This is even more difficult to deal with when the reaction to your work was very positive. In the regular business world, you are occasionally given a courtesy phone call or email to tell you, 'Thanks, but we are going with someone else right now. We will keep your resume on file.'
However, the creative business world does not always offer that consideration, if ever at all. The online world does not even give you a not-so-charming, 'NEXT!'. The very first agent I freelanced with once told me, after I lost out in a commercial in the final callback, was 'Steven! Talent-shhhmalent! Ya' did ya' best! That's all ya' can do!'.
What she referred to in her own NYC-savvy way is, 'Not knowing' is not easy to accept, but the truth is that people lose out on jobs for all sorts of reasons, usually for all the reasons we never expected or just do not sound right to us because we did everything that was asked of us. What was missing? What was the missing X factor? And where do you begin when 'solving for X'?
Understanding the other side of the equation helps. Several factors might play a part:
- The client was given what they asked for perfectly... and then realized they no longer liked it, or became bored with it.
- The client wanted someone who sounded like someone they knew, but did not know how to describe it well enough. Therefore, the person was almost hired by accident for sounding like someone else.
- Something, maybe a new experience, and/or a new epiphany caused this client to change his/her creative direction.
Unless you want to hear strange things like, 'That man sounded more like my sister than you did.', you waste your time worrying about it. There is a creative team and idea behind every project. They come to talents to fill that need, and we are expected to know what they want all the time. That is impossible, but you can increase your odds.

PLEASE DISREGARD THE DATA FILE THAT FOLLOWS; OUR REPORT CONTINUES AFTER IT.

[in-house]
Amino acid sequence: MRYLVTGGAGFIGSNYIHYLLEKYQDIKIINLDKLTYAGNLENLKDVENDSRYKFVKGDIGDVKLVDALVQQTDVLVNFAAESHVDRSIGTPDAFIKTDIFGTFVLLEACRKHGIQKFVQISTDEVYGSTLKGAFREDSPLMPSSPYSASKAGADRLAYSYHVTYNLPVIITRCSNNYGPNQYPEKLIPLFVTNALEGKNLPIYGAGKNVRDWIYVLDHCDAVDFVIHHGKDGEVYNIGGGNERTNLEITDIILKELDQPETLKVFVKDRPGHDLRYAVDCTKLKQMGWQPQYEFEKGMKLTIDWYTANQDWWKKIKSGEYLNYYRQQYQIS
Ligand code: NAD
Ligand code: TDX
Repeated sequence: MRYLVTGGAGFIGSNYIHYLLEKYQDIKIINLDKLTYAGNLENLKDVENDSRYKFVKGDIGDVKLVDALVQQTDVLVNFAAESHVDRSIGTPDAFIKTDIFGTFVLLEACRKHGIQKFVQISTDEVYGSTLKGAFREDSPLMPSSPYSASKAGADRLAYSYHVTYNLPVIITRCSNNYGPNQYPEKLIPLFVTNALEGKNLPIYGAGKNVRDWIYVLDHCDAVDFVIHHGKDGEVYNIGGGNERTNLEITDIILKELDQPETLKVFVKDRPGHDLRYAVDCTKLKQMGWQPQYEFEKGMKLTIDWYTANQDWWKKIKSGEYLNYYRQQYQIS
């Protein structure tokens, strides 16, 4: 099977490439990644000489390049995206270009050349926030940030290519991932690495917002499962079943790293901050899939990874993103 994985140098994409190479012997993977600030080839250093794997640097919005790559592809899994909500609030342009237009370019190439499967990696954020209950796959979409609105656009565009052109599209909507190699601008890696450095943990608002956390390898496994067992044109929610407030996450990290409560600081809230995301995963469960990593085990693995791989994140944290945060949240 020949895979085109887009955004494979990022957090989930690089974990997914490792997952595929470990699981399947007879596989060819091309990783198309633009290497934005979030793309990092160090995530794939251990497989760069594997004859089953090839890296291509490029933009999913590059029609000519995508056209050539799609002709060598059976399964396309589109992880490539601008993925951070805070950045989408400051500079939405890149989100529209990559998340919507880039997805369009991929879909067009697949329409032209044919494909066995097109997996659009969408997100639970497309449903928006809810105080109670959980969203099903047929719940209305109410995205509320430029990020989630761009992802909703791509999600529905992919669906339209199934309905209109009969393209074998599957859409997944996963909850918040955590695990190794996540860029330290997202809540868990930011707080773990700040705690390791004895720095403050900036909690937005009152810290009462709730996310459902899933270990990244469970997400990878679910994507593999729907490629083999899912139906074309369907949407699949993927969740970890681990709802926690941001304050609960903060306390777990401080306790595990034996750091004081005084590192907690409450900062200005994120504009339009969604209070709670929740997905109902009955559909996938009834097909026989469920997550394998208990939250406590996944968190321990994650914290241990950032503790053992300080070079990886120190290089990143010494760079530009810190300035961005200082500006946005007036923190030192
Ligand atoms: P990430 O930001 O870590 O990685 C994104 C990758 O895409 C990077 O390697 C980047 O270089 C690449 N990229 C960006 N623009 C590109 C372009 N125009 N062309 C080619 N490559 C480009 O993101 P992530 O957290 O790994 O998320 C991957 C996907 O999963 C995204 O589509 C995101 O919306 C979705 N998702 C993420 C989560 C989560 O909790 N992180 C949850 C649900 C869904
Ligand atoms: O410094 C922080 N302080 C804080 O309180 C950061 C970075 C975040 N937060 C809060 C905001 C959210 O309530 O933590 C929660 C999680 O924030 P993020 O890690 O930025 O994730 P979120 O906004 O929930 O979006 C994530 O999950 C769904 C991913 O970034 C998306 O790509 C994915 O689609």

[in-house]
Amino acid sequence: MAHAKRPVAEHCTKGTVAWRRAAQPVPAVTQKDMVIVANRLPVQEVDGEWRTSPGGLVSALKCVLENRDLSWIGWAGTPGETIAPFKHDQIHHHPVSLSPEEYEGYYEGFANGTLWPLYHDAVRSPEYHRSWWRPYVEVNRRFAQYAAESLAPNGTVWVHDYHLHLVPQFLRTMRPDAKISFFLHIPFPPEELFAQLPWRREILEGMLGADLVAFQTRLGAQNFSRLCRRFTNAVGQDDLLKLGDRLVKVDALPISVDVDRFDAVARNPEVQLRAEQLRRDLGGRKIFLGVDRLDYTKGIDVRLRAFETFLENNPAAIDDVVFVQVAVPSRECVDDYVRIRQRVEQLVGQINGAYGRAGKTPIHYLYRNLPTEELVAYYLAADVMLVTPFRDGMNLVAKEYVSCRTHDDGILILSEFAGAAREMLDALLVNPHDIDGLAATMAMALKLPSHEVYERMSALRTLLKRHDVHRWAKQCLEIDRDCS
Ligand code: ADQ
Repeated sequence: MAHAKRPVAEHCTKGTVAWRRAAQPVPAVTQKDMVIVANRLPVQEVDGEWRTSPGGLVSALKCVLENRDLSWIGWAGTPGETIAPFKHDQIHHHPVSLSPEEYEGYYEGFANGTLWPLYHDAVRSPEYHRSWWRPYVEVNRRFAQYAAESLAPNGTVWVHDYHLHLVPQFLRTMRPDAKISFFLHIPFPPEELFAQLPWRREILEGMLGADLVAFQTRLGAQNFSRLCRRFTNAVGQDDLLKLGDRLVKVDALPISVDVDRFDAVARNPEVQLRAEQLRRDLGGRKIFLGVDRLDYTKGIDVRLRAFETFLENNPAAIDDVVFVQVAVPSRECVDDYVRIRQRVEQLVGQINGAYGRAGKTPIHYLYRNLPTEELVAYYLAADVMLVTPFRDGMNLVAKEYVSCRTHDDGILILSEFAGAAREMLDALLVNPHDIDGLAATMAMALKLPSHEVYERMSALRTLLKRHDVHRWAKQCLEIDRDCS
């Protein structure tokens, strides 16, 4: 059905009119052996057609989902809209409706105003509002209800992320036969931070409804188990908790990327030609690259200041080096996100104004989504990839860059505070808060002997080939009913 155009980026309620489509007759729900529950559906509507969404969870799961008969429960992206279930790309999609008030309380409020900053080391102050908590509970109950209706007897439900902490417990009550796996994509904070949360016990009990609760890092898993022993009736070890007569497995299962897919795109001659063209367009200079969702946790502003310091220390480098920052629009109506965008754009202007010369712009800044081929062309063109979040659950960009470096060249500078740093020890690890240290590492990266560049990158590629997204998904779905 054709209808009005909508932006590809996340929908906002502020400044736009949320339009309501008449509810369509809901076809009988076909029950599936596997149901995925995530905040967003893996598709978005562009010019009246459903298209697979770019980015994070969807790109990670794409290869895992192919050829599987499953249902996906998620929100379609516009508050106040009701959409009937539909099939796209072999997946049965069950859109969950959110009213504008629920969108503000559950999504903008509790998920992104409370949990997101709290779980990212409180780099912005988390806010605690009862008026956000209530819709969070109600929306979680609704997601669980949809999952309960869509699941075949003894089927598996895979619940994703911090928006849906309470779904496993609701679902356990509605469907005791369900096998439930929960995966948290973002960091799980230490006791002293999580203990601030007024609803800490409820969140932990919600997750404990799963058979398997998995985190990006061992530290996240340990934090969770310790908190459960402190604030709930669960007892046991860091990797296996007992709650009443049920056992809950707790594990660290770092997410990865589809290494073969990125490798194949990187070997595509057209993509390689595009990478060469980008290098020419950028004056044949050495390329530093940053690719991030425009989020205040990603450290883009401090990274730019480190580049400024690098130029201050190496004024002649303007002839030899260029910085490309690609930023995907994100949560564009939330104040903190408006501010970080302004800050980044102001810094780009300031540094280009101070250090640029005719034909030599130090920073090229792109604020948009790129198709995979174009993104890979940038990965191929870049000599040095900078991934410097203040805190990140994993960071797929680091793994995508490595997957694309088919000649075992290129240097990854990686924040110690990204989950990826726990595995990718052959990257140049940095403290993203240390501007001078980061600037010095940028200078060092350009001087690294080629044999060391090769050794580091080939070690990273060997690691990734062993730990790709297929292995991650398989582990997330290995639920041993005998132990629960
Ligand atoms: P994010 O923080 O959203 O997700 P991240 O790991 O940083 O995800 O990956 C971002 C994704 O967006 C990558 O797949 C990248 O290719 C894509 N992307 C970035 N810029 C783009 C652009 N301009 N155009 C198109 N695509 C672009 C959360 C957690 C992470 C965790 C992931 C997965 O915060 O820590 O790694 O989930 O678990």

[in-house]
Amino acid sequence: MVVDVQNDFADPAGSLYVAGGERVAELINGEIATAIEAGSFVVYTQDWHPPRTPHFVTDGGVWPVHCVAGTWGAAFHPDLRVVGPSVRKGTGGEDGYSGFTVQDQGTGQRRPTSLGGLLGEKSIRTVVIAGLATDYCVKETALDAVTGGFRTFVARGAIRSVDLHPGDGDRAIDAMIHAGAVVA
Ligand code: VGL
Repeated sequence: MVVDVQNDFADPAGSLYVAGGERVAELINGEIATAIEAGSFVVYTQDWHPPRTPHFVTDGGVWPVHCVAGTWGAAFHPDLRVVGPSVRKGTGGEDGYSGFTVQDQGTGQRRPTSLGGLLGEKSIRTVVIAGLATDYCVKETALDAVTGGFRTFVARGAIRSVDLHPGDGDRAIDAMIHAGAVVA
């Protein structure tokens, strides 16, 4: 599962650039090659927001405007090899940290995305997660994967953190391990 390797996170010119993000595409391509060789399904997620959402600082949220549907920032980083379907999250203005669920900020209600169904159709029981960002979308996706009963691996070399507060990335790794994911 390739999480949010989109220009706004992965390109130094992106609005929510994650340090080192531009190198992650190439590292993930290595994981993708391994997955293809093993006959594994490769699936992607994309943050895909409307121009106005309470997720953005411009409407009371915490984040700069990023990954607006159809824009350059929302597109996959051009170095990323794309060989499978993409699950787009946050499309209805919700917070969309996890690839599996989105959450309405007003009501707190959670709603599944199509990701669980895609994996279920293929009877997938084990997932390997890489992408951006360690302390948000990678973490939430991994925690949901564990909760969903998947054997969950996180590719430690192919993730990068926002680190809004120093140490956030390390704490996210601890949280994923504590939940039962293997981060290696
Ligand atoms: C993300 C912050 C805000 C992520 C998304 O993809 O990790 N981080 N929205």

- Find coaches that help your voice grow as a product, and challenge you to become a better voice over talent. Attend classes to try new things, practice, and research things you may want to try in the future. Classes are a great safety net to try new ideas, fail miserably, and no harm was done.
- Set goals for yourself, and treat your voice as a 'business' you are looking to sell. Figure out where you are now, and where you want to be in the future with your career. Just what types of voice overs can you do now, and what do you have to work on?
- Market yourself efficiently. No one will know to come find you, if they do not know you exist. Learn what it means to market yourself online. It is very different from what we all did to get an agent's or casting director's attention.
- Positive, supportive voice over friends & family, who understand what you do, to get professional and productive, unbiased opinions on your work. Explore the reasons for their feedback, and never take it personally.
- Always make sure you are doing your best at all times behind the mic, remain flexible, while knowing just how far you will go, and what you will accept.
Solving for 'X'? It may just be the classic combination of hard work, a 'never say die' attitude towards doing something you love, and learning just how far you should go to achieve your goals.
Quality Assurance Manager